To generate a replacement, a new material was created: Gillespie borate, which is virtually identical to Gerstley borate in terms of physical, mineralogical and chemical composition. Gillespie borate is comprised principally of ulexite (sodium calcium borate), with small amounts of colemanite (calcium borate) and other minerals -- just like Gerstley borate. From a pre-fired perspective the most critical element in the new material is its colloid content. Containing approximately 10% clay-like materials, Gillespie borate disperses well in water and makes a reasonably stable glaze slip in the neat state. Further clay addition at the point of use is required to further improve the stability of the slip and pre-fired properties such as strength and adherence. In the fired state, Gillespie borate is virtually identical to Gerstley borate by virtue of the chemical match of oxide content.
The special behavior of Gerstley and Gillespie borates that produces the unusual glaze effects results from two mechanisms: immiscibility and solubility. Boric oxide (B2O3), when provided to a glass as a coarse raw mineral (e.g. ulexite), is slightly immiscible with silicate glass matrices, and the differential surface energy of the molten phase drives a mass transfer process along the interface (Gibbs-Marangoni effect) that generates the characteristic variegated texture. The slight solubility of these borates also contributes to the mottled glaze surface via migration of soluble oxides, although this effect becomes exaggerated when mixed glazes are stored for long periods.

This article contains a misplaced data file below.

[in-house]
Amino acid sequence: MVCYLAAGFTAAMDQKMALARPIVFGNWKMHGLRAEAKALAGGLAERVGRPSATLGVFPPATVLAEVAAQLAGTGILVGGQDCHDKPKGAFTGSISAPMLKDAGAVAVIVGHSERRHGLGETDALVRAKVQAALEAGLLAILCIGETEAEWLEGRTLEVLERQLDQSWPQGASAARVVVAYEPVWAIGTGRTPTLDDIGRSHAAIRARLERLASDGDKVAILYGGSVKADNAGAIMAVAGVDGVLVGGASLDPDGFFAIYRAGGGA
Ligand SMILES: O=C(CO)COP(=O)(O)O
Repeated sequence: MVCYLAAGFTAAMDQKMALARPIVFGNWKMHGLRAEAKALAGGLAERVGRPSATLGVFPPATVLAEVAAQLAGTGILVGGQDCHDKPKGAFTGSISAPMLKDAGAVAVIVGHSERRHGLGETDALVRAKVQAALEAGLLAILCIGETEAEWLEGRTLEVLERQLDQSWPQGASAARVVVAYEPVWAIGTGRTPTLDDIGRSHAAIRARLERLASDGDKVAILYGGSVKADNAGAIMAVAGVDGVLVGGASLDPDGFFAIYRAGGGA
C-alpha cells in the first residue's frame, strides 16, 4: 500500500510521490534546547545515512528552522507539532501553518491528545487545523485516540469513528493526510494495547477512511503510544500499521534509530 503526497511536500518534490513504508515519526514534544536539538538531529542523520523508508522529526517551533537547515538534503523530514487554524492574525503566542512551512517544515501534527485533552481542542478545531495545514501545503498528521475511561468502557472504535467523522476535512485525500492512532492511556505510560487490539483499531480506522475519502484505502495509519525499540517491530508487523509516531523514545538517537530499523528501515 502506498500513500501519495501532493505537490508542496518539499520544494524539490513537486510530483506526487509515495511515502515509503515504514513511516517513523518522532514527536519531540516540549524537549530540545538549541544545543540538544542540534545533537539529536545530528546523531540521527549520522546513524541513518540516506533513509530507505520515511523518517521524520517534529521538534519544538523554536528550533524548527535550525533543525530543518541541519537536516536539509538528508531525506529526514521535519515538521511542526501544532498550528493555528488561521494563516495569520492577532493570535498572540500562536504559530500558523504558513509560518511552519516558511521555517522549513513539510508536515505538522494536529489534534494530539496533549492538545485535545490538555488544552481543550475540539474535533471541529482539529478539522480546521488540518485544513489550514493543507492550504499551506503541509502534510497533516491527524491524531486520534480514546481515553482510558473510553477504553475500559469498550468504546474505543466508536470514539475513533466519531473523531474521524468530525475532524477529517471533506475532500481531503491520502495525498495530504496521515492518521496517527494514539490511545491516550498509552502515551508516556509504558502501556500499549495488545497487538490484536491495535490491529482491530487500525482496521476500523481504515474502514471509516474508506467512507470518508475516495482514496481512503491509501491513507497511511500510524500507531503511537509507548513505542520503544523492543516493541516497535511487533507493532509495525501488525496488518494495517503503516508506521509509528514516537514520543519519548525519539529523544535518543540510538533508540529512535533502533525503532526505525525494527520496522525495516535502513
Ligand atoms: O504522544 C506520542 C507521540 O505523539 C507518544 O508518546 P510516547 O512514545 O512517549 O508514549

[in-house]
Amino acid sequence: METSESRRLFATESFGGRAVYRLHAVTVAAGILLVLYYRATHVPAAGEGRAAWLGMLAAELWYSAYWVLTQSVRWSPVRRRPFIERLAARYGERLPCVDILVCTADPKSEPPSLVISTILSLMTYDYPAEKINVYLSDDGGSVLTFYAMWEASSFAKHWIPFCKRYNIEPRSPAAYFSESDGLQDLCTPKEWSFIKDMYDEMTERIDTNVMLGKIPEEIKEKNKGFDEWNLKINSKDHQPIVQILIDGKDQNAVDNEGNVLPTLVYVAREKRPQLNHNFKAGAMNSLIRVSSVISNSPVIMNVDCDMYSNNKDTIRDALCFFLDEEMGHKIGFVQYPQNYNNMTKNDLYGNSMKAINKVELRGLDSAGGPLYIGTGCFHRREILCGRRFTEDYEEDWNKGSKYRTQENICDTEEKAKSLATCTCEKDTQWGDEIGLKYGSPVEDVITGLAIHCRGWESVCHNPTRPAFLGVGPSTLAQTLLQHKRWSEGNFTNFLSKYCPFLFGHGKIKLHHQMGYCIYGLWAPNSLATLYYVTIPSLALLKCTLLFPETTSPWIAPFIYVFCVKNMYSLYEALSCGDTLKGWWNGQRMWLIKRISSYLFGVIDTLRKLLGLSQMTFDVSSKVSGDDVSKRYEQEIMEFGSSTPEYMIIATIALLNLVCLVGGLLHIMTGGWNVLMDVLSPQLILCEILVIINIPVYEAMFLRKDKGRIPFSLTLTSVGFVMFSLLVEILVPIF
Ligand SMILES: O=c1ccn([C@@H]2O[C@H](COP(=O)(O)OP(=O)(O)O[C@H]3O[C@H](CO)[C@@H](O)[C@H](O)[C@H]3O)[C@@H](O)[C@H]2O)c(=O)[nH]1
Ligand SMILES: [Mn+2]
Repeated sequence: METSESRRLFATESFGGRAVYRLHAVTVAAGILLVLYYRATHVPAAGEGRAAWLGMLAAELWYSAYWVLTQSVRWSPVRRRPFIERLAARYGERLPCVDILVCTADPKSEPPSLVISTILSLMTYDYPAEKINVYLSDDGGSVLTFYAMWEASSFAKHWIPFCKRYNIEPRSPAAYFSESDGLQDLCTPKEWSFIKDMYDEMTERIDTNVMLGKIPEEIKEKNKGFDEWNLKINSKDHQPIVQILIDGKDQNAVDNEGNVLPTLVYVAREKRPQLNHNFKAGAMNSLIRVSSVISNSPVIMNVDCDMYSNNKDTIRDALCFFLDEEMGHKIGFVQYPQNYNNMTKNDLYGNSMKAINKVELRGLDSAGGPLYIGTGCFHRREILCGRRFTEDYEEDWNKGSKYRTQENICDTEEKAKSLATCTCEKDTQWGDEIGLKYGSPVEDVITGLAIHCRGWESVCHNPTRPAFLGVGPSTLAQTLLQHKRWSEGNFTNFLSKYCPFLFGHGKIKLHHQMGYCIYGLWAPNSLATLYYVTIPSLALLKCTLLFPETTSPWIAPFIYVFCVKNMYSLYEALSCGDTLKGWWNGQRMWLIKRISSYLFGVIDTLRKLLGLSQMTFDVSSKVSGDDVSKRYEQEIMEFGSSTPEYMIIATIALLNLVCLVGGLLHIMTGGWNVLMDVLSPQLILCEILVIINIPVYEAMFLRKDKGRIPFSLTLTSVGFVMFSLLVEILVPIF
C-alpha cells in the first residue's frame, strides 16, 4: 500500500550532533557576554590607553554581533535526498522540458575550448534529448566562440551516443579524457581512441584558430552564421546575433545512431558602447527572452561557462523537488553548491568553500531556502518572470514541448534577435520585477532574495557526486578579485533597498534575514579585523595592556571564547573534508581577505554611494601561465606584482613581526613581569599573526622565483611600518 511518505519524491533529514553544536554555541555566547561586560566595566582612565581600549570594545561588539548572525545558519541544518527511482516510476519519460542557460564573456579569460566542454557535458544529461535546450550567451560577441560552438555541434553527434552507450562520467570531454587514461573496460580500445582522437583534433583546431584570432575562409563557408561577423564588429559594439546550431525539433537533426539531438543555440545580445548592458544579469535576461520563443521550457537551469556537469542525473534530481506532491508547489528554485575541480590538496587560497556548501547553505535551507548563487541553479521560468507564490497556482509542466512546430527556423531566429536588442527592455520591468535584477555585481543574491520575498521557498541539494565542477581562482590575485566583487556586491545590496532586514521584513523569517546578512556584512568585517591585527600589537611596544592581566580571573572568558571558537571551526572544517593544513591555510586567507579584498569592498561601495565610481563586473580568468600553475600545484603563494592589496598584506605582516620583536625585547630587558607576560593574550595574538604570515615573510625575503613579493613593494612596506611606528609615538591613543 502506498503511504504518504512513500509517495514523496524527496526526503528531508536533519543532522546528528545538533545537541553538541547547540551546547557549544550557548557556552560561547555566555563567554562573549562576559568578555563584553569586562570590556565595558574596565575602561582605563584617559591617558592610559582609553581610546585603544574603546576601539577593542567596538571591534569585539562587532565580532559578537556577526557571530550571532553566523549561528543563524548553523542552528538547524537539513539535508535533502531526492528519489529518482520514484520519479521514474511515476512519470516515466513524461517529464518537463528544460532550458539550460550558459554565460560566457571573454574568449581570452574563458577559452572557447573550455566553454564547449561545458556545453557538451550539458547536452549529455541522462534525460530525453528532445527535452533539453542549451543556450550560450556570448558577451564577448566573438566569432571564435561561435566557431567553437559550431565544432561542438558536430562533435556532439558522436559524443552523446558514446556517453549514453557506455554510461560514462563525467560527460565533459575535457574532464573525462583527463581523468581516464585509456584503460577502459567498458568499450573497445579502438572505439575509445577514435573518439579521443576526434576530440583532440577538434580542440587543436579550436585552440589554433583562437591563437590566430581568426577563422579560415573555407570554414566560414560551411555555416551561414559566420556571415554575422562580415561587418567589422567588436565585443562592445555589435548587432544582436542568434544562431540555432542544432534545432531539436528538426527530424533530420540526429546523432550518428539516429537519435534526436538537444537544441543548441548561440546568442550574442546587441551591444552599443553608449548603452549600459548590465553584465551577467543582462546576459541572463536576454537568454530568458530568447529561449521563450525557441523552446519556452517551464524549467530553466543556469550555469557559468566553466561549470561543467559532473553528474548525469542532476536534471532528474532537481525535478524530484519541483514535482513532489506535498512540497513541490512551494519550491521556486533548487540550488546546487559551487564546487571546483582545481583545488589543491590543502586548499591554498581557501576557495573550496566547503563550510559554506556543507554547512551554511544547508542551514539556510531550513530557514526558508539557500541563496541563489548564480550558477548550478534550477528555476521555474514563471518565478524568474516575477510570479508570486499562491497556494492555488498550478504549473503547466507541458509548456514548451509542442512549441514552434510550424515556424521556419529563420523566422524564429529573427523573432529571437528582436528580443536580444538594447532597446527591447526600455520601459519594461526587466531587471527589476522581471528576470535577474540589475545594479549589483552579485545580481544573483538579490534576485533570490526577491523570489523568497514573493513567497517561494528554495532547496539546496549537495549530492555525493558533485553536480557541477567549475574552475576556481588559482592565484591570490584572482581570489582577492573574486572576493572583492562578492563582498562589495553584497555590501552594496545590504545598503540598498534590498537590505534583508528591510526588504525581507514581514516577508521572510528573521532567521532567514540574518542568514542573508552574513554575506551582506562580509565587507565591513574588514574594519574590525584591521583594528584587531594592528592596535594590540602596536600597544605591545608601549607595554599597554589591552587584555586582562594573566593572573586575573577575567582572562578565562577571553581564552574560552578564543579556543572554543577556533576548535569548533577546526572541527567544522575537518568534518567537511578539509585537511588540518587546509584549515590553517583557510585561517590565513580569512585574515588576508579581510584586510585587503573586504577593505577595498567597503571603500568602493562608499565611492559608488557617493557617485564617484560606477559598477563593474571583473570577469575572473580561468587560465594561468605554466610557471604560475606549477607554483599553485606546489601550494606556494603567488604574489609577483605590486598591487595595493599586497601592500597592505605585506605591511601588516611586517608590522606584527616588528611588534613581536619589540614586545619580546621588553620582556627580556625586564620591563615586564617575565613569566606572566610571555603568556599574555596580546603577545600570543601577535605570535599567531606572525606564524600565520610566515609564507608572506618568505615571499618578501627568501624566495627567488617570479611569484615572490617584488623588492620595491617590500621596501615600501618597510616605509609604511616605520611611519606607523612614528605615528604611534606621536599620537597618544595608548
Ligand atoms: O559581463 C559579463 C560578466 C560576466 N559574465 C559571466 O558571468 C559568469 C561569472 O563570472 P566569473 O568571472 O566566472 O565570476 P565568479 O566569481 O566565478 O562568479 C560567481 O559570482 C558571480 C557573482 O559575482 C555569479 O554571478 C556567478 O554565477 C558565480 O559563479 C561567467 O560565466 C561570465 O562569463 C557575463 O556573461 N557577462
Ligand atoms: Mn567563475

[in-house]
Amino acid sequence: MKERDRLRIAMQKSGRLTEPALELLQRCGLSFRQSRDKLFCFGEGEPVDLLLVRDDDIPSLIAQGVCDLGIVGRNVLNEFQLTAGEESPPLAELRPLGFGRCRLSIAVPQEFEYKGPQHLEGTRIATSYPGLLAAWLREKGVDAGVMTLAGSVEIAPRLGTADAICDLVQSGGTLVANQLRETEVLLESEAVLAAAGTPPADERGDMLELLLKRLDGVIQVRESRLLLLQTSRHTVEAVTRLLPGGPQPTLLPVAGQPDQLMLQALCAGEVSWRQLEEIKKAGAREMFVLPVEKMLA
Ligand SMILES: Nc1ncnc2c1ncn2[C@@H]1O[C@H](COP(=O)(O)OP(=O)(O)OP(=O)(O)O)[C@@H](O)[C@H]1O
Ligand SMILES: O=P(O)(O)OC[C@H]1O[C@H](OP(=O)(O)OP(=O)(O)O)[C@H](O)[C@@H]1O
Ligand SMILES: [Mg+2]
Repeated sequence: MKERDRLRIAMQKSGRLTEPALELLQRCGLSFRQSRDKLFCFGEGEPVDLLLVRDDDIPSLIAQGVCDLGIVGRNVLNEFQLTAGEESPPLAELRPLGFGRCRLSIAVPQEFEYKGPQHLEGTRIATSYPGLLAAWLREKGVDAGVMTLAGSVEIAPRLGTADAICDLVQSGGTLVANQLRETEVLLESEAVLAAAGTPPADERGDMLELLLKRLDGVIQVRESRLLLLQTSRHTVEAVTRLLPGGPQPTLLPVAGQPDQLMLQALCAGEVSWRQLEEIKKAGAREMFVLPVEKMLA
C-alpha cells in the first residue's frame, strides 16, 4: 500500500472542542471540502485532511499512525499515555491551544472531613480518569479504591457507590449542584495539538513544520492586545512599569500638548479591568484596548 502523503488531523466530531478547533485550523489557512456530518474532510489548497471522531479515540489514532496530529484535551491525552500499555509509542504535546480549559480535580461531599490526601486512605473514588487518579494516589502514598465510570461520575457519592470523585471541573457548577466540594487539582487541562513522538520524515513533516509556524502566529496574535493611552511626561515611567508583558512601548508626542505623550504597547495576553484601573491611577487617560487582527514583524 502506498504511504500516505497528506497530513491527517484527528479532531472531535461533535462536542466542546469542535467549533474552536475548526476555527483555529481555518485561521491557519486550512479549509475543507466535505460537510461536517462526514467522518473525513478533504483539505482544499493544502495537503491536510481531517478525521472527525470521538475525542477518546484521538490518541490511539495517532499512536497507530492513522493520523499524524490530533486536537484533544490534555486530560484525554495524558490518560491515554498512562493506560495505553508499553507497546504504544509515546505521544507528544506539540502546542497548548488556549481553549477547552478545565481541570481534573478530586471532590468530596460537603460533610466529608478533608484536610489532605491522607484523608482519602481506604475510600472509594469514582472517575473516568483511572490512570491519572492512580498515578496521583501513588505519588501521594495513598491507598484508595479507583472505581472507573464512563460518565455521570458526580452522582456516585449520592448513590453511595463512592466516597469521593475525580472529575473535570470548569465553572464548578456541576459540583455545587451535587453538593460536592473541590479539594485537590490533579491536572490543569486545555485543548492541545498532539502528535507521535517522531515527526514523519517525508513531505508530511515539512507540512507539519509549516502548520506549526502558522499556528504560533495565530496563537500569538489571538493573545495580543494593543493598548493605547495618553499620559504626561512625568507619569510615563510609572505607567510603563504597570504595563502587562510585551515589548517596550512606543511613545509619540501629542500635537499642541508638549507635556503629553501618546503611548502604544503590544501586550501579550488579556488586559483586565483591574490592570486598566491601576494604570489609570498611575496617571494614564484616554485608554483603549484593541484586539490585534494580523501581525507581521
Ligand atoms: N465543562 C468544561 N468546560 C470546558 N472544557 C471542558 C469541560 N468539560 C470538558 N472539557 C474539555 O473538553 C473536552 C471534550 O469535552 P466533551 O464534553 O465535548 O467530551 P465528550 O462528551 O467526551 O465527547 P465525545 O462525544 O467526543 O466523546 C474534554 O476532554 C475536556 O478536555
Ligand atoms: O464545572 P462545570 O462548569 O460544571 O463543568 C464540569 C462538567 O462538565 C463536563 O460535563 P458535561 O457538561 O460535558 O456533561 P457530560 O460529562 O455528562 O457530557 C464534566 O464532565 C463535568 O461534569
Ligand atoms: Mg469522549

While Gillespie Borate has the beneficial fluxing and glaze development properties of Gerstley borate, it does not have the variability or impurity levels that characterized Gerstley borate. Gillespie borate is a precise mixture of pure natural minerals and is manufactured under close quality control supervision. Hence, Gillespie borate does not vary over time and is a consistent, reliable raw material. Since Gillespie borate does not contain the impurity levels that provided off-color to Gerstley borate glazes, you may find your glazes whiter and brighter. 2.
Recommendations for using Gillespie borate Do not use excess water in mixing the glaze.
Store the wet glaze in an airtight container.
When using any substitute material always test it in a small batch of glaze.
Test the glaze on the same clay body you will use in production.
After applying the glaze to several vertical test tiles place them throughout the kiln.
The exact chemical composition of Gillespie borate is proprietary to Hammill & Gillespie. Gillespie borate is a mixture of ulexite (Na2O.2CaO.5B2O3.16H2O) with various clay minerals (aluminum silicates), alkaline earth carbonates and silicates. This material contains approximately 25% B2O3, 23% CaO, 4% total alkali and 31% loss on ignition.